Analysis of "Big" Spectral Data
Chemometrics Without Preconceived Notions
Spectral data, in particular data generated from Laser Induced Breakdown Spectroscopy (LIBS), is very useful to researchers in a variety of fields from cultural heritage to pharmacology to material science to national defense. Data can be collected quickly, and samples require minimal-to-no sample preparation. However, the data sets generated from LIBS can rapidly become massive in size, measured in terabytes (10^12). Storing, processing, searching and interpreting data on this scale can be challenging. It does not easily fit into traditional models that rely on the fundamental concept of looking for what is thought to be important, searching for certain elements (usually fewer than ten), and measuring their ratios to determine the nature of a sample of material. Traditional techniques for analysis of LIBS data disregard over 99% of the collected data. The drawback to this approach is that it is not easy to know what is “important,” and valuable data may be ignored.
The challenge of “Big Data” is not new; terabyte databases are common in the sciences of biology, climatology, and particle physics. Creating and maintaining a LIBS spectral database measured in terabytes is a resource-intensive effort. However, there are multiple approaches to this, from programing new algorithms that allow for the visualization and interpretation of the vast amounts of LIBS spectral data; to using commercial off-the-shelf chemometric solutions, such as Unscrambler® (CAMO Software AS), and SpectraLearn (CoVar Applied Technologies, Inc.) Regardless of technique, it is worth the effort, because the results provide answers to previously unanswerable questions. Mining vast amounts of spectral data without preconceived notions of what data is important has allowed the classification of a wide variety of materials, determining, for example, what mine a gemstone came from, or what heat treatment an alloy has undergone, all with greater than 98% average accuracy. (New research resulting from the use of Big Data will be shared during the presentation.)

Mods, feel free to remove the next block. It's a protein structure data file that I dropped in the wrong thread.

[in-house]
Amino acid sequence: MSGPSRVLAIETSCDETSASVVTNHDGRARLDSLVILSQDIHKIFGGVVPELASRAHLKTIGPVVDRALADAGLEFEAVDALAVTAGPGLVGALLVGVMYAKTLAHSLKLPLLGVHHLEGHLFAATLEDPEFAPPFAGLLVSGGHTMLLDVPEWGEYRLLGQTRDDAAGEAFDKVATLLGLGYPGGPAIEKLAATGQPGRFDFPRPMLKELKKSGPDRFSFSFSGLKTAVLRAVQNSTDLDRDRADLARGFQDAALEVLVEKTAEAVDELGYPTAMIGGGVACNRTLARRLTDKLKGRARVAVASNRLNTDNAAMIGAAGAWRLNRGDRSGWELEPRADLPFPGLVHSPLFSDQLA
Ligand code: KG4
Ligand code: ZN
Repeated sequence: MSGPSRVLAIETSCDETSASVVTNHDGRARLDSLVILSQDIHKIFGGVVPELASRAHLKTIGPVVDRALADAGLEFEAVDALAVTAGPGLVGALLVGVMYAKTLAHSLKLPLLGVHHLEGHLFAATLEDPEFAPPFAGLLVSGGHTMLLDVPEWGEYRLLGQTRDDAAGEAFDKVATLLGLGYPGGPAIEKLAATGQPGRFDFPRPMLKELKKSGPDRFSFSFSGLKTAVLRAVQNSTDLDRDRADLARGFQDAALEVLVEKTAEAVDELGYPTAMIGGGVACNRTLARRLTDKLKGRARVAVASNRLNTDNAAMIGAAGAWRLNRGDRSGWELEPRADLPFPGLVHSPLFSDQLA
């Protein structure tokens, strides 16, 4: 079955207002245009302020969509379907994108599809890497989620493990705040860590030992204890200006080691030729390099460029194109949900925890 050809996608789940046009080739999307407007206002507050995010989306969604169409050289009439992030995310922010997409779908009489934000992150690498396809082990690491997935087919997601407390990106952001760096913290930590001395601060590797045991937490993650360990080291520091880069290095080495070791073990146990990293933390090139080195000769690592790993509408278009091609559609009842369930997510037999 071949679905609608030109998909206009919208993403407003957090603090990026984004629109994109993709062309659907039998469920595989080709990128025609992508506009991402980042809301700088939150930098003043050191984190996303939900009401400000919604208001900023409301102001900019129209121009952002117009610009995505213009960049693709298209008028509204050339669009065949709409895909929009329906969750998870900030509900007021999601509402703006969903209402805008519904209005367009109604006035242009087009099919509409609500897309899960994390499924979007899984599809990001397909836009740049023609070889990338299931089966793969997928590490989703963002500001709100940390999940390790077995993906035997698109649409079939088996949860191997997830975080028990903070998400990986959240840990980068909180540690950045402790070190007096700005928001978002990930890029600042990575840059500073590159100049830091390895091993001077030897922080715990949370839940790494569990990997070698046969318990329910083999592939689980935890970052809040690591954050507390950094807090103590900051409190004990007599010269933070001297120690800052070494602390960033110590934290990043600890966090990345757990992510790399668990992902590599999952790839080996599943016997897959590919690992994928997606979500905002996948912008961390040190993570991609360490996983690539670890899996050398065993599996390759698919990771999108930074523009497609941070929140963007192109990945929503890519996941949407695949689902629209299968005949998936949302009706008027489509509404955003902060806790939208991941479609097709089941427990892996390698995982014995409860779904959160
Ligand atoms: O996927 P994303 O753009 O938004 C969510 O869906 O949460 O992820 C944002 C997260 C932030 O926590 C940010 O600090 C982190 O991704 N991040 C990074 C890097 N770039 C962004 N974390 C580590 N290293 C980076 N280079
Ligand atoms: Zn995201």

When applied to LIBS spectral data, the concepts behind the processing of Big Data are straightforward and effective, yielding a rapid answer to real world problems.
Date Presented: September 2014
Conference Presented: SCIX 2014
1. McManus, Catherine
2. McMillian, Nancy
3. Dowe, James
1. Materialytics, LLC, P.O. Box 10988, Killeen, TX 76547
2. Geological Sciences, New Mexico State University, Las Cruces, NM 88003
3. Analytical Data Services